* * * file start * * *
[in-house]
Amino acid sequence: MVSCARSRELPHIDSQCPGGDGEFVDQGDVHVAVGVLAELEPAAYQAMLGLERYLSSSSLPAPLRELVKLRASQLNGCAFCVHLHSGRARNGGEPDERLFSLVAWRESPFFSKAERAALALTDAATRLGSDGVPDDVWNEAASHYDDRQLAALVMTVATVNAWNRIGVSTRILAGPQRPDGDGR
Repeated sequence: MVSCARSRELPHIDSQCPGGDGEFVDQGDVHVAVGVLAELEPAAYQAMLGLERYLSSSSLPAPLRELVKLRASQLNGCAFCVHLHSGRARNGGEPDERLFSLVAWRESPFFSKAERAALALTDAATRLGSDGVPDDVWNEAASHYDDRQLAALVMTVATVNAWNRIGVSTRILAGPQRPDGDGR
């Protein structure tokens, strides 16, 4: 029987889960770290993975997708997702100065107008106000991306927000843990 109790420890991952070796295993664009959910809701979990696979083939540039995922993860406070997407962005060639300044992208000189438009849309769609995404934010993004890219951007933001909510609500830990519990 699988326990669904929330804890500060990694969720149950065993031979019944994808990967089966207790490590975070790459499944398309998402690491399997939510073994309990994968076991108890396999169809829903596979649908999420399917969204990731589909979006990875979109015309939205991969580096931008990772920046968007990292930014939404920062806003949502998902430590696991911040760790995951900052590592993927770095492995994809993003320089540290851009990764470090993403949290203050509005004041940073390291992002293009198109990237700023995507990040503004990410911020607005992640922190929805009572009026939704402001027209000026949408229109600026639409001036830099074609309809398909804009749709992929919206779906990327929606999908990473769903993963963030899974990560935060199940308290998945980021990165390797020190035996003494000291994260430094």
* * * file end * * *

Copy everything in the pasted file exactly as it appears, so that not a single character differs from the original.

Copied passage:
[in-house]
Amino acid sequence: MVSCARSRELPHIDSQCPGGDGEFVDQGDVHVAVGVLAELEPAAYQAMLGLERYLSSSSLPAPLRELVKLRASQLNGCAFCVHLHSGRARNGGEPDERLFSLVAWRESPFFSKAERAALALTDAATRLGSDGVPDDVWNEAASHYDDRQLAALVMTVATVNAWNRIGVSTRILAGPQRPDGDGR
Repeated sequence: MVSCARSRELPHIDSQCPGGDGEFVDQGDVHVAVGVLAELEPAAYQAMLGLERYLSSSSLPAPLRELVKLRASQLNGCAFCVHLHSGRARNGGEPDERLFSLVAWRESPFFSKAERAALALTDAATRLGSDGVPDDVWNEAASHYDDRQLAALVMTVATVNAWNRIGVSTRILAGPQRPDGDGR
């Protein structure tokens, strides 16, 4: 029987889960770290993975997708997702100065107008106000991306927000843990 109790420890991952070796295993664009959910809701979990696979083939540039995922993860406070997407962005060639300044992208000189438009849309769609995404934010993004890219951007933001909510609500830990519990 699988326990669904929330804890500060990694969720149950065993031979019944994808990967089966207790490590975070790459499944398309998402690491399997939510073994309990994968076991108890396999169809829903596979649908999420399917969204990731589909979006990875979109015309939205991969580096931008990772920046968007990292930014939404920062806003949502998902430590696991911040760790995951900052590592993927770095492995994809993003320089540290851009990764470090993403949290203050509005004041940073390291992002293009198109990237700023995507990040503004990410911020607005992640922190929805009572009026939704402001027209000026949408229109600026639409001036830099074609309809398909804009749709992929919206779906990327929606999908990473769903993963963030899974990560935060199940308290998945980021990165390797020190035996003494000291994260430094």